- Nine months of beta testing and development: We now have three live NHS clinics referring newly diagnosed people to Parkinson’s UK through an online portal so we can be there for them from day one of their Parkinson’s journey with proactive and personalised support.
We’re excited to be moving into a live scale-up phase towards the end of this year with more NHS sites referring people, new tools and personalised content journeys, and scalable distribution of our expert advisers.
Underpinning the radical change we’re seeing by adopting Agile and Design Thinking for Parkinson’s Connect are a handful of important lessons:
- Challenge organisational wisdom
Assumptions are bad. The mechanics of Agile and Design thinking force you to challenge your organisational wisdom. We found the simple exercise of separating ‘what we know’ (i.e. what do we have substantial evidence to support) from ‘what we think we know’ (opinions and anecdotal or historical knowledge) got us to the right solutions much faster. These ways of working have given us a much stronger culture of insight gathering, sharing and use.
Break down silos through cross-functional teams
Most charities I know struggle with silo working. Teams plan and work independently of the wider organisation. Both Agile and Design Thinking require cross-functional teams - specialists from different functions collaborating daily with shared goals and plans. It gets people learning from each other, leading to faster decision making, fresher ideas and joined up experiences, products and campaigns. Teams that work using an Agile approach are also very autonomous, boosting morale, and removing the slow, paternalistic culture of decision by committee that charities so often suffer from.
Modernise skill sets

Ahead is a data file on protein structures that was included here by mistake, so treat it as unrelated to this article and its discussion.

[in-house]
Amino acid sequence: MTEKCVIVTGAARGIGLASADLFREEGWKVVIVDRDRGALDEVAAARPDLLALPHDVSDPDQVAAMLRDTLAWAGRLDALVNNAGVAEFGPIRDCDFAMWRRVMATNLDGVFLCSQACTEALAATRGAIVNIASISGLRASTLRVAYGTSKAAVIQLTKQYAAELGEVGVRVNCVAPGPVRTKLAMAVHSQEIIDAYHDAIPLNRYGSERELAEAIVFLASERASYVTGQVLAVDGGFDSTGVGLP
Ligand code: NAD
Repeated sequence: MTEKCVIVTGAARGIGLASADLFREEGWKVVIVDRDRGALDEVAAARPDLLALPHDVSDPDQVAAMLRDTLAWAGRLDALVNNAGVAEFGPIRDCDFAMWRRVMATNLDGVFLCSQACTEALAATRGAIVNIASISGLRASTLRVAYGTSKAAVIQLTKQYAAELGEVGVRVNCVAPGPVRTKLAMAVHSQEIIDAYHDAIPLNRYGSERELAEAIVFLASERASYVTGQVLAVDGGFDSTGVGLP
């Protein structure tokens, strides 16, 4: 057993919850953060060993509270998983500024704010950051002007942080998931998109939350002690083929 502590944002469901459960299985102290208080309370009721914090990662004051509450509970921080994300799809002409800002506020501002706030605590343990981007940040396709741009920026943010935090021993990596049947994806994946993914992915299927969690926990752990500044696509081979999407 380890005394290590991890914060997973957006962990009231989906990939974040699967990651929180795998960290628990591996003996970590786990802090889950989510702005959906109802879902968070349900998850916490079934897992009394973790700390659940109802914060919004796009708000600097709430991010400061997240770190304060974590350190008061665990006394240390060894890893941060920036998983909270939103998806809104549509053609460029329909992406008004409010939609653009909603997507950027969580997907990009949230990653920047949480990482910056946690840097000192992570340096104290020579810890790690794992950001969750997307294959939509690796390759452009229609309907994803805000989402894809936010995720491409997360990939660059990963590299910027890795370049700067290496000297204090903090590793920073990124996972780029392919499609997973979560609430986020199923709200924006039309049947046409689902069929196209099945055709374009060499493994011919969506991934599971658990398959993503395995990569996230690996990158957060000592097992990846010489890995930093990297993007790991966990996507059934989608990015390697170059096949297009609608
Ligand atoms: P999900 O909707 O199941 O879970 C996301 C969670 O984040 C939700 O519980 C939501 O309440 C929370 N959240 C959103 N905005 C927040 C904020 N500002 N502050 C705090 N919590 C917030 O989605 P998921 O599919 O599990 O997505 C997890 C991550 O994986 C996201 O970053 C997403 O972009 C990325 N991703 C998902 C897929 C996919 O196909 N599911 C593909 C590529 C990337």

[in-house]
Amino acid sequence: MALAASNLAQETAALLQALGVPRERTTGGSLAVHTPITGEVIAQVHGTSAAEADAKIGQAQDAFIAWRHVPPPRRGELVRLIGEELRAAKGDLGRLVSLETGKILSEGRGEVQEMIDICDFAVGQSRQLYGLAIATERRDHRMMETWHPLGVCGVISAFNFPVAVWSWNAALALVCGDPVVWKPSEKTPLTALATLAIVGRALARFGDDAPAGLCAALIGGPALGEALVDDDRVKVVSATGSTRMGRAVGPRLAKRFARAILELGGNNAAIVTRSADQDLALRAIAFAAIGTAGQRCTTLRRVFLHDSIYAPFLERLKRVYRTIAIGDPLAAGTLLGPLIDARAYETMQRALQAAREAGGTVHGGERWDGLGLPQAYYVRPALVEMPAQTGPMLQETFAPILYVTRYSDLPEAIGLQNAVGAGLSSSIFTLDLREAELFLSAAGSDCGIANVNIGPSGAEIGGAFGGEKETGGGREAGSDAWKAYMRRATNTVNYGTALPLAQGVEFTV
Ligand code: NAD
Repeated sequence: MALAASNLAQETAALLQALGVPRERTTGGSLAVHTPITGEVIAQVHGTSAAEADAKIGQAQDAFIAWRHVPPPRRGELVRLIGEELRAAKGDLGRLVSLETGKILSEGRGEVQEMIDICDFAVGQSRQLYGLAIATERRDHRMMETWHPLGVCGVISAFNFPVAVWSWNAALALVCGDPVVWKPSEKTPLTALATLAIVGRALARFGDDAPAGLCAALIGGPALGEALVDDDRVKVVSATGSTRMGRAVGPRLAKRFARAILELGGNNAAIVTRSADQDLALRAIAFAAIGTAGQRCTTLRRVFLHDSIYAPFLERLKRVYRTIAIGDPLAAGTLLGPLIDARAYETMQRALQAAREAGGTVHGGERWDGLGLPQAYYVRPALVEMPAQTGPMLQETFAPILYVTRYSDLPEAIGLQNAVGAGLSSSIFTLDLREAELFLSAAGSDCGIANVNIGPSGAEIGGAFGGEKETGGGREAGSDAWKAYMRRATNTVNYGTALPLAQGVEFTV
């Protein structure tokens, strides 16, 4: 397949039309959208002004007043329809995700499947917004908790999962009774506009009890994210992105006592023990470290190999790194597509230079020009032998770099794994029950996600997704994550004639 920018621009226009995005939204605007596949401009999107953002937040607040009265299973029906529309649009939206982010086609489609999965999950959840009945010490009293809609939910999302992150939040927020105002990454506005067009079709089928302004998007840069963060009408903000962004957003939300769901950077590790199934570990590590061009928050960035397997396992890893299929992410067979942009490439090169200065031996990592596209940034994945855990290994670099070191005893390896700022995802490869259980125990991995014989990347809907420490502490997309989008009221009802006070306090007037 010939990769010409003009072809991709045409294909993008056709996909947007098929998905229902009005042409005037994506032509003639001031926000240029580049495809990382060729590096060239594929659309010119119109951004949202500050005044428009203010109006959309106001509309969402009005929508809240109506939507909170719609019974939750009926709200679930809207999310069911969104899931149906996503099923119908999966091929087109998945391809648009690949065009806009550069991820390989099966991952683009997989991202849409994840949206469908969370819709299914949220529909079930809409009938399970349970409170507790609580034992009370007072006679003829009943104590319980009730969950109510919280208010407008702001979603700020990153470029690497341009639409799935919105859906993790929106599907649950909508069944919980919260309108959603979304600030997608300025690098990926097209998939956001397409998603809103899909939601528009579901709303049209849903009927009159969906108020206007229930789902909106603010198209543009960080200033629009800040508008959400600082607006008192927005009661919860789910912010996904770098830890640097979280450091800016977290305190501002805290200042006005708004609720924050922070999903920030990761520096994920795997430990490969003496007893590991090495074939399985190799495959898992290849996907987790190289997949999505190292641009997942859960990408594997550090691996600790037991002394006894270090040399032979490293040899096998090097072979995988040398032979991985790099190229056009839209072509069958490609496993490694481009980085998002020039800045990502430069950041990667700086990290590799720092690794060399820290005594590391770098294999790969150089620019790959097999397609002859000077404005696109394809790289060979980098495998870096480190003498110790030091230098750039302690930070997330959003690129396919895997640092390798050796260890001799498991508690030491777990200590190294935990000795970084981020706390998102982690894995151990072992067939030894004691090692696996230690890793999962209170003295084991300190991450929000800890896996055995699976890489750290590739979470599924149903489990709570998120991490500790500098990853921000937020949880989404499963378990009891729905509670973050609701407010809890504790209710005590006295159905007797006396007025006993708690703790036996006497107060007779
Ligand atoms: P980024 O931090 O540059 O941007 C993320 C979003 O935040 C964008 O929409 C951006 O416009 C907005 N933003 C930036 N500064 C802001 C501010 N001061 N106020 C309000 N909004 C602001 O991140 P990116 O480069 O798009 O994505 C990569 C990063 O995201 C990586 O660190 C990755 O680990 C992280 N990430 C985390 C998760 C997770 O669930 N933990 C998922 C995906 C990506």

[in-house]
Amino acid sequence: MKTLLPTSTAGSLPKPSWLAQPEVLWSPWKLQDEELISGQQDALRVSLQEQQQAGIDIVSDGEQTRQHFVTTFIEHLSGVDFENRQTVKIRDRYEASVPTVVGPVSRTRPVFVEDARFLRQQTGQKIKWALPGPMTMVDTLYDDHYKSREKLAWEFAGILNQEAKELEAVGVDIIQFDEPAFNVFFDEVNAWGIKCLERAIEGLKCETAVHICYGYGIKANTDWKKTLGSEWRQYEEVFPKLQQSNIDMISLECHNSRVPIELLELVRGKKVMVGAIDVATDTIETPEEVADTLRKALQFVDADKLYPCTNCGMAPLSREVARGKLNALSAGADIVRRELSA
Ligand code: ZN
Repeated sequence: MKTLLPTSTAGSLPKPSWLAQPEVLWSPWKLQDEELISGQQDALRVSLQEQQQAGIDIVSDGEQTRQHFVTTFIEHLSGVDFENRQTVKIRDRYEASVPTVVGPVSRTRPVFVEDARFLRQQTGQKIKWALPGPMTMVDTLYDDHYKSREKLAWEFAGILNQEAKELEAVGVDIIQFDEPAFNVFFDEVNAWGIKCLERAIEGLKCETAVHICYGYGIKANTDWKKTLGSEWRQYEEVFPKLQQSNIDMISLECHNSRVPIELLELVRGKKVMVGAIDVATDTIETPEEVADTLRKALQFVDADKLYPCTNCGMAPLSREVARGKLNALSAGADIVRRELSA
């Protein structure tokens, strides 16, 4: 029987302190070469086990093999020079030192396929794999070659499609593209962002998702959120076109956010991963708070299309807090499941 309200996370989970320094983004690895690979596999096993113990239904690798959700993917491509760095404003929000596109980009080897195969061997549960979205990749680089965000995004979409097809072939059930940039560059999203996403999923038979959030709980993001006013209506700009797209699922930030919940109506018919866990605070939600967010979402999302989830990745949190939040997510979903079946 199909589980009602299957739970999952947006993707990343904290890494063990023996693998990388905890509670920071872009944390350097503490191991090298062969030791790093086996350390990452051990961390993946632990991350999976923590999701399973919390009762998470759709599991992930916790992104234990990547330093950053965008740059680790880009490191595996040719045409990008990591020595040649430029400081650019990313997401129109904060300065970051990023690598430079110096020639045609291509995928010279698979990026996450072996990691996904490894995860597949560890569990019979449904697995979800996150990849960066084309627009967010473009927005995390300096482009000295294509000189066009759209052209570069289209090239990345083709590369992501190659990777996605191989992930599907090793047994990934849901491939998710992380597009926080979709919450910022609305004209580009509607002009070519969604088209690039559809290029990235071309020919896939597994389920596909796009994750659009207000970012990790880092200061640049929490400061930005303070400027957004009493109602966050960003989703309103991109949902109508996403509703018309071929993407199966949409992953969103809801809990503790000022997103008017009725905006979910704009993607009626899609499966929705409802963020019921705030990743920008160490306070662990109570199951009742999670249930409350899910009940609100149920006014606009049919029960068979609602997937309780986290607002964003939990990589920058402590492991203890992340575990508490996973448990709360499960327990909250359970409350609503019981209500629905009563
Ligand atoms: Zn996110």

Parkinson’s Connect has only been possible because we took the best of our traditional skills (Advisers, service managers, healthcare workers) and paired them with designers, content creators and technologists. Where we didn’t have those skills in-house we in-sourced them from expert partners (FutureGov and Manifesto), and upskilled our people. Hiring a load of new people is a luxury most charities can’t afford, but every vacancy is an opportunity to bring in different skills, and borrowing people from trusted partnerships can make a big impact.
It has given us the space to think big
Bringing together cross-functional teams and helping them learn new skills, work with audience insight, and prototype their way to bold new solutions is delivering the change we desperately needed.
Parkinson’s UK’s values are people first, pioneering, uniting and driven. Adopting a Design Thinking driven Agile approach has given us a way to really live these values in our ways of working. It has also helped to future-proof the charity in a rapidly changing world, ensuring that we can be there for everyone living with Parkinson’s, now and in the future.
Julie Dodd has been Parkinson’s UK’s director of transformation from 2016-2021 and now works as an independent transformation consultant helping organisations rethink their culture, ways of working and use of technology to deliver greater social impact.